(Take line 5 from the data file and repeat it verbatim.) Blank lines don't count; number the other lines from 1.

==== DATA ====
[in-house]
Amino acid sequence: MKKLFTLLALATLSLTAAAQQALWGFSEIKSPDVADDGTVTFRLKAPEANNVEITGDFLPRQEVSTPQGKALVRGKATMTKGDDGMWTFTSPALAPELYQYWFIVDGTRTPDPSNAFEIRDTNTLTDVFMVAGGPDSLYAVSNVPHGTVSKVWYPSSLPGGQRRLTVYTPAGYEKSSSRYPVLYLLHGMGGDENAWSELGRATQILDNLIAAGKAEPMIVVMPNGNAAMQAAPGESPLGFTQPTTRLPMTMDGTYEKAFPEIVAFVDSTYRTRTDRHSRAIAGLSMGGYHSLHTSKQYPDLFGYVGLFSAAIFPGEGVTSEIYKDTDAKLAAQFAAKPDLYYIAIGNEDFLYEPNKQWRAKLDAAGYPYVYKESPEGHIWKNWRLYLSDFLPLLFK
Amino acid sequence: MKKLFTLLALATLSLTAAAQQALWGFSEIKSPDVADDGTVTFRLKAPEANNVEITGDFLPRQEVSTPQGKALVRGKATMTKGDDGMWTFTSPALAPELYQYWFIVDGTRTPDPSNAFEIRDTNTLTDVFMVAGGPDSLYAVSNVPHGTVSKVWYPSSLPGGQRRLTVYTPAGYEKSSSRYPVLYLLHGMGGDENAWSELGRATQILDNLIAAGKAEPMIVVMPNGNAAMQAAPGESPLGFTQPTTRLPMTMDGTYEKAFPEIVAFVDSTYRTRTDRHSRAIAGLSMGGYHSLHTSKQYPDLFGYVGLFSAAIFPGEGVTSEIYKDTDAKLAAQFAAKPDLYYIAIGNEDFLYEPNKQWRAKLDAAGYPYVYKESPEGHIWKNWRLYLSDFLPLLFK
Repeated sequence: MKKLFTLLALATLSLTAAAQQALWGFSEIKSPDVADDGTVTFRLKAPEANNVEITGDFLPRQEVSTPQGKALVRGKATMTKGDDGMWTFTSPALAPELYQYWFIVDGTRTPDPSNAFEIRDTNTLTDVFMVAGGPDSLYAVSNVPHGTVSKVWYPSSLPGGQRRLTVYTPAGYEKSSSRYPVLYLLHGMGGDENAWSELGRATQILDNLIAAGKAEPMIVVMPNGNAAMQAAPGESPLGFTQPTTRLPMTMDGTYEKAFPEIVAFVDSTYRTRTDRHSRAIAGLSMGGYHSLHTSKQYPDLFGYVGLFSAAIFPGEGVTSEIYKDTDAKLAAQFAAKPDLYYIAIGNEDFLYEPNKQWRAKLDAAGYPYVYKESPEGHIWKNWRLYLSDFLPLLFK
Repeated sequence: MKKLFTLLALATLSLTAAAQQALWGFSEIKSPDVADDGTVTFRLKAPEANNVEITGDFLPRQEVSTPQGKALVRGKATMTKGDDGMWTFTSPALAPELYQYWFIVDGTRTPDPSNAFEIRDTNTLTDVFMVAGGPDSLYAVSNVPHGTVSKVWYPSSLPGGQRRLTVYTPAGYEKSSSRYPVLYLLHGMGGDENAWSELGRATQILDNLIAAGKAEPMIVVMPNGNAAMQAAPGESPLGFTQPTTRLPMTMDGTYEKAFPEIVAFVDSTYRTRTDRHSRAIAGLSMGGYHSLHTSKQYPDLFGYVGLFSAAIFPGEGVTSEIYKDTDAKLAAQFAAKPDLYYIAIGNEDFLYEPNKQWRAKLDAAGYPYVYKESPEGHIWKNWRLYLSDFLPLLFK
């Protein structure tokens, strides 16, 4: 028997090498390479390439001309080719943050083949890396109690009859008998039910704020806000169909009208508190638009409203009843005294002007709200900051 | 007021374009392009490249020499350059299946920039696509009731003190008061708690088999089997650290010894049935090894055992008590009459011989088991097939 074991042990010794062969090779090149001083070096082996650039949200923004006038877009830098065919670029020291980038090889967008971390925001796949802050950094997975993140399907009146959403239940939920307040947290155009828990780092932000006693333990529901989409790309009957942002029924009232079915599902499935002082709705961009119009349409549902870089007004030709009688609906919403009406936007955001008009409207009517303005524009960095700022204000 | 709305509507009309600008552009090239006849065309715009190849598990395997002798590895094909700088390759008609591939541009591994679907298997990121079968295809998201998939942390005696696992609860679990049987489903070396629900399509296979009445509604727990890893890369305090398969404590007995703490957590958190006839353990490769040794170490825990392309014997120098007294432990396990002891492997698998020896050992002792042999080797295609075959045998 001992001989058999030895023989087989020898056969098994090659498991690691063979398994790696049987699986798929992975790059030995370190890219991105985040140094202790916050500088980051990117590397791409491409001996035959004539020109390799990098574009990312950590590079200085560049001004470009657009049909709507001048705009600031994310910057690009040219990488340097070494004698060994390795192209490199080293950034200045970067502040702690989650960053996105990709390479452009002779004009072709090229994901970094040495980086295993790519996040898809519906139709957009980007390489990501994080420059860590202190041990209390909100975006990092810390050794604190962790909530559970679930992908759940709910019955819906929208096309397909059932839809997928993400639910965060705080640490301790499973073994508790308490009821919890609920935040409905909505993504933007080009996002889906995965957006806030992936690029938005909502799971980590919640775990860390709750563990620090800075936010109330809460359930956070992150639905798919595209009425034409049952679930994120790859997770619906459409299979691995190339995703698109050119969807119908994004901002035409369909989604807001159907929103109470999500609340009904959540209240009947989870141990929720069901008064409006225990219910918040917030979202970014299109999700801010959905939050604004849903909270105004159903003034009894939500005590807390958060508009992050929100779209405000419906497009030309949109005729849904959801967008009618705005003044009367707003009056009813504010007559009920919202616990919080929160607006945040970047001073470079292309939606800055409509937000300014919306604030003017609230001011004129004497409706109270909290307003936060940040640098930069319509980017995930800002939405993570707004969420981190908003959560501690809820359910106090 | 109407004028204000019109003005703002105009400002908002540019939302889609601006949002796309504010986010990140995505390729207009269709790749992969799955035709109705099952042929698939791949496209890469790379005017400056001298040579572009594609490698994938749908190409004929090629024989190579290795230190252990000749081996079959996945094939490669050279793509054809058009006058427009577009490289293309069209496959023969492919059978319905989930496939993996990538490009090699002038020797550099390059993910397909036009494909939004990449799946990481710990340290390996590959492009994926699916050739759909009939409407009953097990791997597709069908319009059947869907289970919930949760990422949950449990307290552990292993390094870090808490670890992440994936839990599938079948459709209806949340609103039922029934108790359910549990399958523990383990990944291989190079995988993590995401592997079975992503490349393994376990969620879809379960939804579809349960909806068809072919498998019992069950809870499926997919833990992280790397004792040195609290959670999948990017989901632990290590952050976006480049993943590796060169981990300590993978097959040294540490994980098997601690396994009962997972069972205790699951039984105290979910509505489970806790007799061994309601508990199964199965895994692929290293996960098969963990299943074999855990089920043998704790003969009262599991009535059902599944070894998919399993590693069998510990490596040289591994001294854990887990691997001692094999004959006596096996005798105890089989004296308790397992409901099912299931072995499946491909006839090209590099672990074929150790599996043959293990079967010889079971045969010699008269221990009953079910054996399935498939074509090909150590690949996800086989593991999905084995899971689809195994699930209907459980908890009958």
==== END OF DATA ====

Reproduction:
Repeated sequence: MKKLFTLLALATLSLTAAAQQALWGFSEIKSPDVADDGTVTFRLKAPEANNVEITGDFLPRQEVSTPQGKALVRGKATMTKGDDGMWTFTSPALAPELYQYWFIVDGTRTPDPSNAFEIRDTNTLTDVFMVAGGPDSLYAVSNVPHGTVSKVWYPSSLPGGQRRLTVYTPAGYEKSSSRYPVLYLLHGMGGDENAWSELGRATQILDNLIAAGKAEPMIVVMPNGNAAMQAAPGESPLGFTQPTTRLPMTMDGTYEKAFPEIVAFVDSTYRTRTDRHSRAIAGLSMGGYHSLHTSKQYPDLFGYVGLFSAAIFPGEGVTSEIYKDTDAKLAAQFAAKPDLYYIAIGNEDFLYEPNKQWRAKLDAAGYPYVYKESPEGHIWKNWRLYLSDFLPLLFK